During WWI propaganda and a heightened sense of xenophobia (fear of foreigners) made many Americans uncomfortable regarding the changing face of the nation. During the 1920's Woodrow Wilson's Attorney A. Mitchell Palmer used the Justice Department to raid any group he deemed as suspicious. Adding fuel to the Red Scare this policy referred to as Palmer raids only served to increase the tension between immigrants and labor groups in the U.S. which is what led to the resurgence of the Ku Klux Klan during the 1920's. Their increased presense was such that they were influencial in pressuring the Congress to pass the National Origins Act in 1929.
The emergence of a growing sense of liberal or changing ideas helped to bring back the traditionalist approach of the KKK. The previous post correctly identified the liberal immigration policy that helped to bring the KKK into emergence. This can be extrapolated into a larger context of the time period, which embraced liberalism in conduct and social perception. The Prohibition Era's rise of gangster and an underworld culture, as well as the social emphasis of flapper culture were also reasons that individuals felt that the social compass was spiraling out of control. The growth of new voices such as women and people of color helped to bring about a sense in America that "traditional" values were being cast aside. It is because of this that the rise of religious revivalism in some areas and a separate rise of the KKK sought to bring a "traditionalism" into a setting where little was traditional.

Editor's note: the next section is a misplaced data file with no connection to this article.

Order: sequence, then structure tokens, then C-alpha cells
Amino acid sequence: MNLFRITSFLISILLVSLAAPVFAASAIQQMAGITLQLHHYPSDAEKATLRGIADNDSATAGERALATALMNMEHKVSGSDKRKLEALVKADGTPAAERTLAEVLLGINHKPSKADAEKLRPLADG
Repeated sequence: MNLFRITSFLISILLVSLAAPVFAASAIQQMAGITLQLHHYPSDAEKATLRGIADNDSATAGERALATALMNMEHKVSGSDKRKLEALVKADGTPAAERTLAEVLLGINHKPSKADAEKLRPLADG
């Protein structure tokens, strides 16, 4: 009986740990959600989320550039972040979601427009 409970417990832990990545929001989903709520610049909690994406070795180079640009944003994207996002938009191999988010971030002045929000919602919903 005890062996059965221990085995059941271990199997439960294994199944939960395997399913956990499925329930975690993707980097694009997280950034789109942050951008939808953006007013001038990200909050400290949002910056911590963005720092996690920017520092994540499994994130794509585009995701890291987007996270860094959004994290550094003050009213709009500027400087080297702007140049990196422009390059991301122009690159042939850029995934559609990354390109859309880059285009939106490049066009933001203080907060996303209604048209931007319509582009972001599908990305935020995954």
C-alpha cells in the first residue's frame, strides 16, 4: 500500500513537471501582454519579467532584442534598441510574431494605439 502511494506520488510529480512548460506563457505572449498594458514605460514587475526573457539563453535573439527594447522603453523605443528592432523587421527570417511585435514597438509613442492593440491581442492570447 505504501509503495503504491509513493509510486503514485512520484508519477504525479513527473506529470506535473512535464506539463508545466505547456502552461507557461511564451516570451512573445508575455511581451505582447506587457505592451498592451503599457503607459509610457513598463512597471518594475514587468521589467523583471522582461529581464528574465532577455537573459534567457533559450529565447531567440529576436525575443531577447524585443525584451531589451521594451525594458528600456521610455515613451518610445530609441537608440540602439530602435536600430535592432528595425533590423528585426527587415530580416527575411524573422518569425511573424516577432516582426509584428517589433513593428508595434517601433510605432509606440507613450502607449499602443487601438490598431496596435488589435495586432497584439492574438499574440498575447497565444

The issue that led to the KKK coming back into power was immigration. The KKK got back into national prominence because people were upset about how much immigration there was.
We think of the KKK as an anti-black organization, but in these days, it was mainly anti-immigrant, anti-Catholic and anti-Jew.
The US had had a pretty liberal policy on immigration in those days, letting just about anyone in as long as they were not Chinese. By the 1920s, this meant that there were a lot of immigrants in American cities. Many of them were Italian Catholics and Russian and Polish Jews.
They seemed too foreign and their coming happened around the same time as things like the flappers. Traditionalists in rural areas put the two together and supported the KKK in its attempt to bring back a more traditional, rural, protestant Americanism.